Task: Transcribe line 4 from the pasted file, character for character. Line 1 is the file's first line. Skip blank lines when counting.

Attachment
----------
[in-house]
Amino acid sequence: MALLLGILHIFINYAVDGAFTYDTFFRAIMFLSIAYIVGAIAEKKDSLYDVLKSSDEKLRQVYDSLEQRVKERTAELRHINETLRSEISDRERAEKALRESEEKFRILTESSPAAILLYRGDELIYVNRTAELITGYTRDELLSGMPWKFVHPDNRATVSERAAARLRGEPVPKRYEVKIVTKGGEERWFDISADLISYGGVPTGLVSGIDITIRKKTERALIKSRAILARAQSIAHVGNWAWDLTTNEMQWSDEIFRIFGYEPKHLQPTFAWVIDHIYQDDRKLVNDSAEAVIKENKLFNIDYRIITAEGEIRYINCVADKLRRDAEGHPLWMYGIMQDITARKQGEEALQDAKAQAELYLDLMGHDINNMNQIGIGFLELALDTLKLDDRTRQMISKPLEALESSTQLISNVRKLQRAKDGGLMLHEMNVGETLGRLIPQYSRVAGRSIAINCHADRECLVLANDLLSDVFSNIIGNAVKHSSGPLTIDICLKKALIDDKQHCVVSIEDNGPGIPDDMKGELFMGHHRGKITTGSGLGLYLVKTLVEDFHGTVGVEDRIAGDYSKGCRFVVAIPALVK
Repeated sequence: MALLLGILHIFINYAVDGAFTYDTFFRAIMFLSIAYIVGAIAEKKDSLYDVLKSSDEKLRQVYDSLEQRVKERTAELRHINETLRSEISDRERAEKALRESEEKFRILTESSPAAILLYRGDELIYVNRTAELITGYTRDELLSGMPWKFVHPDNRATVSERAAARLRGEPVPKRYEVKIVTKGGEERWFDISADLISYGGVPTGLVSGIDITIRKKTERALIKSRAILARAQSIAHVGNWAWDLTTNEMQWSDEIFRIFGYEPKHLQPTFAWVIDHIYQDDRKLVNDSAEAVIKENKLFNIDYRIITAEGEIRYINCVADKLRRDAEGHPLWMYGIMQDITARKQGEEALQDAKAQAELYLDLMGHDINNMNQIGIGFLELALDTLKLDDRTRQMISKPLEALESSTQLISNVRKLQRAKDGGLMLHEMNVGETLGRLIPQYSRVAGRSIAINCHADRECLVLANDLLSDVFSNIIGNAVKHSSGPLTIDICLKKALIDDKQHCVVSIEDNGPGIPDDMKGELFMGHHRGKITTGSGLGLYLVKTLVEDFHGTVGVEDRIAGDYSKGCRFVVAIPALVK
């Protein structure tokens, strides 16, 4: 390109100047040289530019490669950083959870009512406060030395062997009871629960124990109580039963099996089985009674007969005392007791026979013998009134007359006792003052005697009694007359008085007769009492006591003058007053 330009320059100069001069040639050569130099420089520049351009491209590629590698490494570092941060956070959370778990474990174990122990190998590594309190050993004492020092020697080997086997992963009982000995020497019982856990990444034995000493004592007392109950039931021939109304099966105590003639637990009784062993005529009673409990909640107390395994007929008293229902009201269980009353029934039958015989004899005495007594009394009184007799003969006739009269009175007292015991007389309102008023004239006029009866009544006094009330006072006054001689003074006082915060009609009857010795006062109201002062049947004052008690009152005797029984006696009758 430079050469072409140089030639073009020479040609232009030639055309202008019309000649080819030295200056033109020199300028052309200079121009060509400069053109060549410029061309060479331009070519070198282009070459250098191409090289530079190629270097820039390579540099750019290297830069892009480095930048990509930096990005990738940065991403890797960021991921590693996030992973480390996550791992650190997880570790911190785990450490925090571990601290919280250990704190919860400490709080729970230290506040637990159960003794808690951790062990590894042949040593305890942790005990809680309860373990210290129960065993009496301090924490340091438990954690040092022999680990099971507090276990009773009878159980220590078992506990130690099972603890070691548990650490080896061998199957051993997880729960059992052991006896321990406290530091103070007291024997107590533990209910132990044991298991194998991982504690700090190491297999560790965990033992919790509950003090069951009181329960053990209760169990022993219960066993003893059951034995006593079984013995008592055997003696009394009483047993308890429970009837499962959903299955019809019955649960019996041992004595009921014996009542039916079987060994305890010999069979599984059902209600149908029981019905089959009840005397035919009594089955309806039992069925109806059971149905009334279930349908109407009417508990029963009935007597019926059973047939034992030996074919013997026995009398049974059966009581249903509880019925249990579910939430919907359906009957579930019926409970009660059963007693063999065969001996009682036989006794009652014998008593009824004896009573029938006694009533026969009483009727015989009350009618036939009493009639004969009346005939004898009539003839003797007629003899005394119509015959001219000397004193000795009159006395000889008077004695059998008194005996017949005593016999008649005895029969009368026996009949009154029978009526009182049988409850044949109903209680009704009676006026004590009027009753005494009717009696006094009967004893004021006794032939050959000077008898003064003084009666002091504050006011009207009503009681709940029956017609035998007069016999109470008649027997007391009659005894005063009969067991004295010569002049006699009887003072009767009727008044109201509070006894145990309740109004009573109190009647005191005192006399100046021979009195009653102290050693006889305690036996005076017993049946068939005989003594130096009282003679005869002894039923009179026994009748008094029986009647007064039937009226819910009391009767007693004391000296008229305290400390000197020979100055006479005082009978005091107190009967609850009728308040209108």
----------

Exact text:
């Protein structure tokens, strides 16, 4: 390109100047040289530019490669950083959870009512406060030395062997009871629960124990109580039963099996089985009674007969005392007791026979013998009134007359006792003052005697009694007359008085007769009492006591003058007053 330009320059100069001069040639050569130099420089520049351009491209590629590698490494570092941060956070959370778990474990174990122990190998590594309190050993004492020092020697080997086997992963009982000995020497019982856990990444034995000493004592007392109950039931021939109304099966105590003639637990009784062993005529009673409990909640107390395994007929008293229902009201269980009353029934039958015989004899005495007594009394009184007799003969006739009269009175007292015991007389309102008023004239006029009866009544006094009330006072006054001689003074006082915060009609009857010795006062109201002062049947004052008690009152005797029984006696009758 430079050469072409140089030639073009020479040609232009030639055309202008019309000649080819030295200056033109020199300028052309200079121009060509400069053109060549410029061309060479331009070519070198282009070459250098191409090289530079190629270097820039390579540099750019290297830069892009480095930048990509930096990005990738940065991403890797960021991921590693996030992973480390996550791992650190997880570790911190785990450490925090571990601290919280250990704190919860400490709080729970230290506040637990159960003794808690951790062990590894042949040593305890942790005990809680309860373990210290129960065993009496301090924490340091438990954690040092022999680990099971507090276990009773009878159980220590078992506990130690099972603890070691548990650490080896061998199957051993997880729960059992052991006896321990406290530091103070007291024997107590533990209910132990044991298991194998991982504690700090190491297999560790965990033992919790509950003090069951009181329960053990209760169990022993219960066993003893059951034995006593079984013995008592055997003696009394009483047993308890429970009837499962959903299955019809019955649960019996041992004595009921014996009542039916079987060994305890010999069979599984059902209600149908029981019905089959009840005397035919009594089955309806039992069925109806059971149905009334279930349908109407009417508990029963009935007597019926059973047939034992030996074919013997026995009398049974059966009581249903509880019925249990579910939430919907359906009957579930019926409970009660059963007693063999065969001996009682036989006794009652014998008593009824004896009573029938006694009533026969009483009727015989009350009618036939009493009639004969009346005939004898009539003839003797007629003899005394119509015959001219000397004193000795009159006395000889008077004695059998008194005996017949005593016999008649005895029969009368026996009949009154029978009526009182049988409850044949109903209680009704009676006026004590009027009753005494009717009696006094009967004893004021006794032939050959000077008898003064003084009666002091504050006011009207009503009681709940029956017609035998007069016999109470008649027997007391009659005894005063009969067991004295010569002049006699009887003072009767009727008044109201509070006894145990309740109004009573109190009647005191005192006399100046021979009195009653102290050693006889305690036996005076017993049946068939005989003594130096009282003679005869002894039923009179026994009748008094029986009647007064039937009226819910009391009767007693004391000296008229305290400390000197020979100055006479005082009978005091107190009967609850009728308040209108």